Strucutral functionalism is a form of functional analysis. Functional analysis (or functionalism) is one of the major theoretical perspectives in sociology. In fact, many of the early giants of sociology, such as Spencer, Comte, and Durkheim were functionalists. Essentially, this perspective sees society as comprised of many parts that contribute in unique ways to the operation of the whole society.
The way I explain this to my class is to think of a clock. What makes a clock a clock? First, you have to have certain parts, such as hands, gears, springs, and a power source. But this is not enough. You have to put the parts together, of course. Still, however, you may not have a clock because you cannot put the parts together in any way you choose. Rather, you must put the parts together IN A SPECIFIC RELATIONSHIP TO THE OTHER PARTS. Then, and only then, do you have a clock. Then and only then does it function as it should.
This is the essence of functional analysis. Society has parts that must work in a specific relationship to the other parts in order for society to function smoothly. When one or more of the parts fails at its task, society is broken--we have social problems, in other words.
Now structural functionalism is concerned with the major structures of society, and how they function together to make society work. This is a macro (or large scale) look at functionalism. Smaller institutions, such as family or exchange networks, are generally not included in such analyses. Rather, the focus is on large structures such as education or the economy. But, the principal is the same.
Structural functionalism refers to the distinct structures or institutions that shape a society and each structure has a specific function or role to play in determining the behaviour of the society. For exaample to maintain security for the members of a society, it has military system to defend the members from exteranl threat, and police system to maintain law and oeder of the society. The systems are the structures of the society and the functions of the systems are to provide security and stability for the society.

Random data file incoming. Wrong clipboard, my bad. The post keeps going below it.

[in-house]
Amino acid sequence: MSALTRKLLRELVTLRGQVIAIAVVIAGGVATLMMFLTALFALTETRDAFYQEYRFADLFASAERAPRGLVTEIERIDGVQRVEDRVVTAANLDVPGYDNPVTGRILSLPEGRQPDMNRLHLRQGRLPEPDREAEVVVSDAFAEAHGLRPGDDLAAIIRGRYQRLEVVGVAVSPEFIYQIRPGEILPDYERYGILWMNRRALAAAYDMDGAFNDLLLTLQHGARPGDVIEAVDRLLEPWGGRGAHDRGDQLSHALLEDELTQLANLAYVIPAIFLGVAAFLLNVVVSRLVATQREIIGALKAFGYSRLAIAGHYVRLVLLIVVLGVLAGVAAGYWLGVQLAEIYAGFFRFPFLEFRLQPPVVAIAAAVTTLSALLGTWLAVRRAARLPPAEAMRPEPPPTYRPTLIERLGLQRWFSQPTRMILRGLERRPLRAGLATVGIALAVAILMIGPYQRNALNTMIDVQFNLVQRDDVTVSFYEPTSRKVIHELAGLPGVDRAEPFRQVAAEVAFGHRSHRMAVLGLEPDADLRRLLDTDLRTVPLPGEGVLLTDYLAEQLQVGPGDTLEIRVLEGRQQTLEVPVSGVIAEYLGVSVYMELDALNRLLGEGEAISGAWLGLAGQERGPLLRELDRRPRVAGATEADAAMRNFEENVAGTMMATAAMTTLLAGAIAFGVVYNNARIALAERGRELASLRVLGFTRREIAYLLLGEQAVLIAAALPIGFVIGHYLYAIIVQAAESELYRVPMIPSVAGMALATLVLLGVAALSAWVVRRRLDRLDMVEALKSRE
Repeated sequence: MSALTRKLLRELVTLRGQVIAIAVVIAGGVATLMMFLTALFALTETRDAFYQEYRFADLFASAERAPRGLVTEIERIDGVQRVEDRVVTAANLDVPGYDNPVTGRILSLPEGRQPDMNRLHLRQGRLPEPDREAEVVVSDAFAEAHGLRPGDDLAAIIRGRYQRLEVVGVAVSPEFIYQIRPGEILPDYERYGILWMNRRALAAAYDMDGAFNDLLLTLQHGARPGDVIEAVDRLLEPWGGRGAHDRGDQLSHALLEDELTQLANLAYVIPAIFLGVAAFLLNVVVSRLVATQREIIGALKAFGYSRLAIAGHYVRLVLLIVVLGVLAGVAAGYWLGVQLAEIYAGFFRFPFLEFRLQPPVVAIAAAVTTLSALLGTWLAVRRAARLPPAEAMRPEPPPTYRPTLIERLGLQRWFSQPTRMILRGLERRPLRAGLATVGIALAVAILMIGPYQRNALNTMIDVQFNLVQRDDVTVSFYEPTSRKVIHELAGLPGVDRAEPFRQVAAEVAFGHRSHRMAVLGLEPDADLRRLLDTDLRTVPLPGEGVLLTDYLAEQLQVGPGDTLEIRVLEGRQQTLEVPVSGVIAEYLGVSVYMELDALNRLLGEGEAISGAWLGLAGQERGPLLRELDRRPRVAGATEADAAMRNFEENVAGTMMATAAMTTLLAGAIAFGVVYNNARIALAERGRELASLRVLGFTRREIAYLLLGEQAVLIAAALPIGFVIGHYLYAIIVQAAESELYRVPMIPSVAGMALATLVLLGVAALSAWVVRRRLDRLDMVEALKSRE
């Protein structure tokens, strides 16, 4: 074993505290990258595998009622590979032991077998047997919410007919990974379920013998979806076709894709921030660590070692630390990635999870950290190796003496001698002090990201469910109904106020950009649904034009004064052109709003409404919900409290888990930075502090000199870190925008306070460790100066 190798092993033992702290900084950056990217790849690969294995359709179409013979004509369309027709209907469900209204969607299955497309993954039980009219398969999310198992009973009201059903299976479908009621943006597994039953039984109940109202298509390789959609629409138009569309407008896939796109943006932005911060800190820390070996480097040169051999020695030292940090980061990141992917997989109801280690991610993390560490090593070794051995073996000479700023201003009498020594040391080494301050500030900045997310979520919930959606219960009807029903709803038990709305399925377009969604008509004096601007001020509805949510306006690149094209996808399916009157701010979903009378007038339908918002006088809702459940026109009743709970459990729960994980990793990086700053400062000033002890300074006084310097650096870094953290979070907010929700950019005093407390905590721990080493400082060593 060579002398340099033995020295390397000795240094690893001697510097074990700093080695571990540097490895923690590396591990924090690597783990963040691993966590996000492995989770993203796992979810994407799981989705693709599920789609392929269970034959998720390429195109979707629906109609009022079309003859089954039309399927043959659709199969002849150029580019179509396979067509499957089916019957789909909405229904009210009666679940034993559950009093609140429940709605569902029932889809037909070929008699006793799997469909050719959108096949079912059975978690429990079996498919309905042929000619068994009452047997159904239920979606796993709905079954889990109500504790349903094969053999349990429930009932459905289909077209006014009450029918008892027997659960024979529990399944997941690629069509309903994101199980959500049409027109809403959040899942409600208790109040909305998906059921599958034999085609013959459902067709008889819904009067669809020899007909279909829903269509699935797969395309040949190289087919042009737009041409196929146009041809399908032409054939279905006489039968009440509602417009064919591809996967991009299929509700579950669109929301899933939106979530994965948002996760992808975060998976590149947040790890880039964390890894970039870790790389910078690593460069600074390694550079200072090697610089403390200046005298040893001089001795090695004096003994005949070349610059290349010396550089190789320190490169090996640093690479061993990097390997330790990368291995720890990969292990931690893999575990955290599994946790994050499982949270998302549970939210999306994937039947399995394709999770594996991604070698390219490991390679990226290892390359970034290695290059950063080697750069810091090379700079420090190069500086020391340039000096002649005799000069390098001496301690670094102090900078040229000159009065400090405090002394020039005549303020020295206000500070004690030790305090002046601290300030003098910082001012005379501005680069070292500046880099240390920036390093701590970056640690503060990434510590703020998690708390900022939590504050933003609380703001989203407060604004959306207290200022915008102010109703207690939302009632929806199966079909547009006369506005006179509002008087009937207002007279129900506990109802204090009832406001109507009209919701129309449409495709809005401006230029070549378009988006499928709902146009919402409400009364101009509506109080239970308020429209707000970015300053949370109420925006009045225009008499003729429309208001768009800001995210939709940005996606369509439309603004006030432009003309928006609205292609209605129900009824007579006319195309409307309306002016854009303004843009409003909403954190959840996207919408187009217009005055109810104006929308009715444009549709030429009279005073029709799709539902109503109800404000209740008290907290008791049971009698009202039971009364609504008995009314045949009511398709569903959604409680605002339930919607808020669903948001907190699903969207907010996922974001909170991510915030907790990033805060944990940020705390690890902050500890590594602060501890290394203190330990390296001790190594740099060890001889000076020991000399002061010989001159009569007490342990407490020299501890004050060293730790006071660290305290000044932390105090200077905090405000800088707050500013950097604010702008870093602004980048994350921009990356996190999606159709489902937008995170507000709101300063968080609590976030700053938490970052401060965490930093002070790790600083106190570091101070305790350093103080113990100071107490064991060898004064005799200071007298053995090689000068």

Conflict theory emphasizes the role of coercion and power in producing social order. This perspective is derived from the works of Karl Marx, who saw society as fragmented into groups that compete for social and economic resources. Social order is maintained by domination, with power in the hands of those with the greatest political, economic, and social resources. When consensus exists, it is attributable to people being united around common interests, often in opposition to other groups. According to conflict theory, inequality exists because those in control of a disproportionate share of society’s resources actively defend their advantages. The masses are not bound to society by their shared values, but by coercion at the hands of those in power. This perspective emphasizes social control, not consensus and conformity. Groups and individuals advance their own interests, struggling over control of societal resources. Those with the most resources exercise power over others with inequality and power struggles resulting. There is great attention paid to class, race, and gender in this perspective because they are seen as the grounds of the most pertinent and enduring struggles in society. Whereas most other sociological theories focus on the positive aspects of society, conflict perspective focuses on the negative, conflicted, and ever-changing nature of society. Unlike functionalists who defend the status quo, avoid social change, and believe people cooperate to effect social order, conflict theorists challenge the status quo, encourage social change (even when this means social revolution), and believe rich and powerful people force social order on the poor and the...
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